In PFC’s grant application, curriculum plans were outlined to discuss the “sex related regret & emotional pain” and the “connection between teen sex and depression.” It was encouraged to discuss the importance of beginning the wedding day “regret-free.” The curriculum design also mentioned plans to address “risky behaviors that come with teen sexual activity: alcohol, drugs and violence” and that “marriage decreases such stresses.”
A December 2004 report (PDF) commissioned for Rep. Henry Waxman (D-Calif.) on the efficacy of sex-ed programs such as Palmetto’s outlines specific problems with CBAE, among them medical inaccuracy, such as baseless claims that sex outside of marriage leads to depression and/or mental illness.
Waxman’s report, which evaluated 13 sex-ed curricula, demonstrated that 11 of them included distorted information about the effectiveness of contraceptives and the risks of abortion. The report also found these curricula often blurred religion and science and stereotyped males and females.
In October 2006, the Government Accountability Office released a report (PDF) on the federal government’s efforts to assess the accuracy and effectiveness of federally-funded programs. The report found the U.S. Department of Health and Human Service’s Administration of Children and Families, which awards CBAE grants, did not review its grantees’ education materials for scientific accuracy. Following this revelation, grantees — including PFC — were forced to sign forms declaring their curricula were “medically accurate.”
In May 2008, both PFC President Oran P. Smith and Heritage Community Services CEO Anne Badgley signed a statement declaring: “I hereby attest and certify that all medical materials proposed in this application and funded during the project period of this grant are medically accurate.”
Stan Weed, director of the Institute for Research & Evaluation (IRE), was identified in grant documents as the “3rd party independent evaluator” tasked to review PFC’s project and curriculum. As TAI reported previously, IRE had a relationship with Heritage; specifically Weed developed the “predictors of adolescent sexual initiation,” which is taught to Heritage educators during their training. In the end Weed did not work on the project; Paul Birch, now a senior research associate at Evans Evaluation, whose name is not mentioned in the grant application, was the evaluator.
Abstinence and marriage
Abstinence and marriage are promoted at seemingly equal rates throughout Palmetto’s curriculum. At the end of the second lesson, there are three videos where participating adult staffers discuss what abstinence means to them. One woman, talking about how she rediscovered abstinence after she first started having sex, emphasized how much fun marriage is.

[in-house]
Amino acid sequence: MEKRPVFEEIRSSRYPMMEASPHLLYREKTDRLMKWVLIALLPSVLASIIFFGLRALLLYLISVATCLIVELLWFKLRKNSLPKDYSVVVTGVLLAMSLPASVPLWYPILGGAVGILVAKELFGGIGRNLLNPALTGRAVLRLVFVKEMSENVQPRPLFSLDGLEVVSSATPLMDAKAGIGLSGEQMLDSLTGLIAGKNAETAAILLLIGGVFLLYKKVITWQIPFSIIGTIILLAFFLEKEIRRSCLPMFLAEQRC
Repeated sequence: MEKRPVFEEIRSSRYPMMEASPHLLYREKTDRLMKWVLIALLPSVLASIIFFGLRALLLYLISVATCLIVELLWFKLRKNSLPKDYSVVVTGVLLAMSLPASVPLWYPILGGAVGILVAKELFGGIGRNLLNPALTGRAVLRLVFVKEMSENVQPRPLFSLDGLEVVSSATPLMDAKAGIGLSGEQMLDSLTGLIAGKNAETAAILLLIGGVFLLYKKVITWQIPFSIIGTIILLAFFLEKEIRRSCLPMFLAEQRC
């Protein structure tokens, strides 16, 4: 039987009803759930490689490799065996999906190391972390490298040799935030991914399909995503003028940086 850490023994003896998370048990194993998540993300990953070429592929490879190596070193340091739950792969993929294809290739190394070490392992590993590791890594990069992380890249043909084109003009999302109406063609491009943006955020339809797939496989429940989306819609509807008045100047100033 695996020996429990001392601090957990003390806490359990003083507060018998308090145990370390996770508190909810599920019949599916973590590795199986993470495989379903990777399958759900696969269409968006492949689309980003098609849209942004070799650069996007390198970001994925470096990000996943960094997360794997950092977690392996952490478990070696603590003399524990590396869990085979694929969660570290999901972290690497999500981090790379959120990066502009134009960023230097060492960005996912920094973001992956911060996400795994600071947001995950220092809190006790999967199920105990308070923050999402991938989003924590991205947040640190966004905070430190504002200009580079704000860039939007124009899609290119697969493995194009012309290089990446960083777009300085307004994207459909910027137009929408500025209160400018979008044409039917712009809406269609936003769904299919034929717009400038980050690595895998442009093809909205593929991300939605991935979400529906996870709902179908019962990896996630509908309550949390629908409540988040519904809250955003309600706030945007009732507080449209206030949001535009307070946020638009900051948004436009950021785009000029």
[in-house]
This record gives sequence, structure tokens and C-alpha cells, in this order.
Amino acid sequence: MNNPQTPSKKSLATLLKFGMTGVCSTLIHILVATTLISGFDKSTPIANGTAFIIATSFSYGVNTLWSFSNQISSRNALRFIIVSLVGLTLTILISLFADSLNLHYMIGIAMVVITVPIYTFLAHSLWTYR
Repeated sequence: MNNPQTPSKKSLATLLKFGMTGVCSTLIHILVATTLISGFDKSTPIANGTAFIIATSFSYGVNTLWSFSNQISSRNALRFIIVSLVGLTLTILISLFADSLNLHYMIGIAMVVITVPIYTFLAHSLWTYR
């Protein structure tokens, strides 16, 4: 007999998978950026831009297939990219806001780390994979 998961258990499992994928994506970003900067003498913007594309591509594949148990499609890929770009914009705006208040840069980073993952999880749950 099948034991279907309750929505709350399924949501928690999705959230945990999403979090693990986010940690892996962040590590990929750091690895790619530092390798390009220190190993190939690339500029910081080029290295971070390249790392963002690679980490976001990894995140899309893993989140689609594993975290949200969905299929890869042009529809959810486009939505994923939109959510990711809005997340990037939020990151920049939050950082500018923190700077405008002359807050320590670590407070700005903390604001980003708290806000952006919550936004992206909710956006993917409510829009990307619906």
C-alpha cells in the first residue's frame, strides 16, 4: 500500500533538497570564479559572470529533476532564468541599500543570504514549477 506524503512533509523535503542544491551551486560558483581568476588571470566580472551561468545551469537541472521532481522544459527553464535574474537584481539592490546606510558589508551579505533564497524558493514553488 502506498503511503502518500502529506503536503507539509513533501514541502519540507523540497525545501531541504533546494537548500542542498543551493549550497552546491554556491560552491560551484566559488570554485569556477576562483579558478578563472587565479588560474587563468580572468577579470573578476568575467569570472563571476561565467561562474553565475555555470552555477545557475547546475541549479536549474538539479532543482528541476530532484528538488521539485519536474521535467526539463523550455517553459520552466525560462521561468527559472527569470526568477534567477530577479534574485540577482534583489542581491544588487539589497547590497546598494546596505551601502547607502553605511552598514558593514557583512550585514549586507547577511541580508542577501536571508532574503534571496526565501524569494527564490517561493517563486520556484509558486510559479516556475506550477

In another the video, a student says marriage between a man and woman is beautiful, which is in direct compliance with CBAE requirements that mandate a one-man, one-woman definition of marriage.
The only way to prevent STIs and unwanted pregnancy, Palmetto’s programs materials suggested, is through marriage. But as Bridges pointed out, that does not leave a lot of room for people who do not necessarily intend to get married, or for gay men and lesbians, for whom marriage in many states is illegal.
“Any program that asks young people to wait until marriage to have sex is inappropriate for gay and lesbian young people, who can’t get married in most states and at the federal level,” Bridges said in an email. “They are being at best ignored and made to feel invisible. They’re being given a choice to either stop being gay; never have sex in their life; or become shameful, emotionally harmed, etc. … They need sex education that helps them protect themselves, not lectures about abstinence until a marriage they can’t legally enter into.”
An excerpt from PFC’s grant proposal, describing how it will promote “healthy marriage,” reads:
A-H legislation is about healthy marriages. PYN [Palmetto Youth Network] will equip youth and adults with skills/knowledge to  abstain from sex until marriage,  develop healthy relationships and marriages and  remain faithful when married. Since 1994, Palmetto Family Council has worked to strengthen SC’s families. Its mission is to promote a positive marriage/family culture by utilizing media and existing community, business and faith networks to promote an understanding of marriage’s central role to the fabric of society and to provide the skills/knowledge needed to form and sustain healthy marriages. … [Heritage Keepers Abstinence Education] teaches students the differences between lust, infatuation and love and the differences in cohabitation and marriage. *Why Marriage Matters: 26 Conclusions from the Social Sciences *is basic to all curricula.
The “Why Marriage Matters” report (PDF) Palmetto referred to as being “basic to all curricula” in the project was produced by the Institute for American Values, and infused with research and editorial assistance by Maggie Gallagher, who recently stepped down as president of the nation’s leading group working against marriage for gay men and lesbians, the National Organization for Marriage. In 2007, PFC was involved in a campaign to amend South Carolina’s constitution to ban same-sex marriage. The amendment passed in 2007; it was listed as Palmetto Family’s “top priority” the year before.
**Correction: TAI previously mis-identified the organization Advocates for Youth as Advocates for Life. We regret the error. *